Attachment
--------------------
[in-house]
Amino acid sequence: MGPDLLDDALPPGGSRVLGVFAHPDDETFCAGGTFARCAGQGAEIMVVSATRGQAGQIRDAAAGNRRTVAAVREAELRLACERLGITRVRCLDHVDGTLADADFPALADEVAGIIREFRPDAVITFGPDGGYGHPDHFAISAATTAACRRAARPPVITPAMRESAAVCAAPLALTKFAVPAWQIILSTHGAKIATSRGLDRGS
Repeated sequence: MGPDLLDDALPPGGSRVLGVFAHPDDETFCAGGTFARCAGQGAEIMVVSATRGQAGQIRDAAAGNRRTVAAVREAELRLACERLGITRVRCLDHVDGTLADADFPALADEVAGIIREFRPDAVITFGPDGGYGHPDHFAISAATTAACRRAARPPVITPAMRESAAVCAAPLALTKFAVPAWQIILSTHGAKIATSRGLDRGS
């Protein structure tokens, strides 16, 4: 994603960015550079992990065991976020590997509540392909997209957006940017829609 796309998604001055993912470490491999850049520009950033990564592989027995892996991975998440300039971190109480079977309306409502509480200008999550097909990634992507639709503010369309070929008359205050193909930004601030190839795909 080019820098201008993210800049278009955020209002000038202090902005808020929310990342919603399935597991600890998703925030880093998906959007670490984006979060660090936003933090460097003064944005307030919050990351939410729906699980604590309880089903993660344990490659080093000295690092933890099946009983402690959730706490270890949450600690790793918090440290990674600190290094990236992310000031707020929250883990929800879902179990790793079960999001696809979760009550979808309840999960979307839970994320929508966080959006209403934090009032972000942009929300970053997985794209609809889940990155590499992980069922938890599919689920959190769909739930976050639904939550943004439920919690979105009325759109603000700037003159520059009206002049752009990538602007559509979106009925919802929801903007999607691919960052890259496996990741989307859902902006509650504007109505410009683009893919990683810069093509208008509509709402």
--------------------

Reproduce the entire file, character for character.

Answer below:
[in-house]
Amino acid sequence: MGPDLLDDALPPGGSRVLGVFAHPDDETFCAGGTFARCAGQGAEIMVVSATRGQAGQIRDAAAGNRRTVAAVREAELRLACERLGITRVRCLDHVDGTLADADFPALADEVAGIIREFRPDAVITFGPDGGYGHPDHFAISAATTAACRRAARPPVITPAMRESAAVCAAPLALTKFAVPAWQIILSTHGAKIATSRGLDRGS
Repeated sequence: MGPDLLDDALPPGGSRVLGVFAHPDDETFCAGGTFARCAGQGAEIMVVSATRGQAGQIRDAAAGNRRTVAAVREAELRLACERLGITRVRCLDHVDGTLADADFPALADEVAGIIREFRPDAVITFGPDGGYGHPDHFAISAATTAACRRAARPPVITPAMRESAAVCAAPLALTKFAVPAWQIILSTHGAKIATSRGLDRGS
């Protein structure tokens, strides 16, 4: 994603960015550079992990065991976020590997509540392909997209957006940017829609 796309998604001055993912470490491999850049520009950033990564592989027995892996991975998440300039971190109480079977309306409502509480200008999550097909990634992507639709503010369309070929008359205050193909930004601030190839795909 080019820098201008993210800049278009955020209002000038202090902005808020929310990342919603399935597991600890998703925030880093998906959007670490984006979060660090936003933090460097003064944005307030919050990351939410729906699980604590309880089903993660344990490659080093000295690092933890099946009983402690959730706490270890949450600690790793918090440290990674600190290094990236992310000031707020929250883990929800879902179990790793079960999001696809979760009550979808309840999960979307839970994320929508966080959006209403934090009032972000942009929300970053997985794209609809889940990155590499992980069922938890599919689920959190769909739930976050639904939550943004439920919690979105009325759109603000700037003159520059009206002049752009990538602007559509979106009925919802929801903007999607691919960052890259496996990741989307859902902006509650504007109505410009683009893919990683810069093509208008509509709402």